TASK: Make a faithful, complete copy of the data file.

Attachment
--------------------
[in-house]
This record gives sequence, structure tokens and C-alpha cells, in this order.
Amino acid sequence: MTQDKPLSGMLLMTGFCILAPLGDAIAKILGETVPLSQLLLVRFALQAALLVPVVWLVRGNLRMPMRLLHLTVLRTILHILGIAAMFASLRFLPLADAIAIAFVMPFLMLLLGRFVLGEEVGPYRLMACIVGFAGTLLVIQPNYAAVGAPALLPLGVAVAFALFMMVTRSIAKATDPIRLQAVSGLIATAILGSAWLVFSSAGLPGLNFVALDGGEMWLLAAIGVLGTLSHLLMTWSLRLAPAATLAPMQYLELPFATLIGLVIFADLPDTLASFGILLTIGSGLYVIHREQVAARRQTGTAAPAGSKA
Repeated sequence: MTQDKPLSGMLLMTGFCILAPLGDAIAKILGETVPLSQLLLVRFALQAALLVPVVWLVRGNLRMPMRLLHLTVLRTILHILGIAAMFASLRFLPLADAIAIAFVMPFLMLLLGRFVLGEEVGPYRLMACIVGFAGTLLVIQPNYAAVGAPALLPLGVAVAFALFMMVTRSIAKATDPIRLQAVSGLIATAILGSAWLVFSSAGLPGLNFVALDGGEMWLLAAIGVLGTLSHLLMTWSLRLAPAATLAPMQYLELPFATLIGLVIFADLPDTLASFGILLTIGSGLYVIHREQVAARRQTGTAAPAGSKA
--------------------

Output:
[in-house]
This record gives sequence, structure tokens and C-alpha cells, in this order.
Amino acid sequence: MTQDKPLSGMLLMTGFCILAPLGDAIAKILGETVPLSQLLLVRFALQAALLVPVVWLVRGNLRMPMRLLHLTVLRTILHILGIAAMFASLRFLPLADAIAIAFVMPFLMLLLGRFVLGEEVGPYRLMACIVGFAGTLLVIQPNYAAVGAPALLPLGVAVAFALFMMVTRSIAKATDPIRLQAVSGLIATAILGSAWLVFSSAGLPGLNFVALDGGEMWLLAAIGVLGTLSHLLMTWSLRLAPAATLAPMQYLELPFATLIGLVIFADLPDTLASFGILLTIGSGLYVIHREQVAARRQTGTAAPAGSKA
Repeated sequence: MTQDKPLSGMLLMTGFCILAPLGDAIAKILGETVPLSQLLLVRFALQAALLVPVVWLVRGNLRMPMRLLHLTVLRTILHILGIAAMFASLRFLPLADAIAIAFVMPFLMLLLGRFVLGEEVGPYRLMACIVGFAGTLLVIQPNYAAVGAPALLPLGVAVAFALFMMVTRSIAKATDPIRLQAVSGLIATAILGSAWLVFSSAGLPGLNFVALDGGEMWLLAAIGVLGTLSHLLMTWSLRLAPAATLAPMQYLELPFATLIGLVIFADLPDTLASFGILLTIGSGLYVIHREQVAARRQTGTAAPAGSKA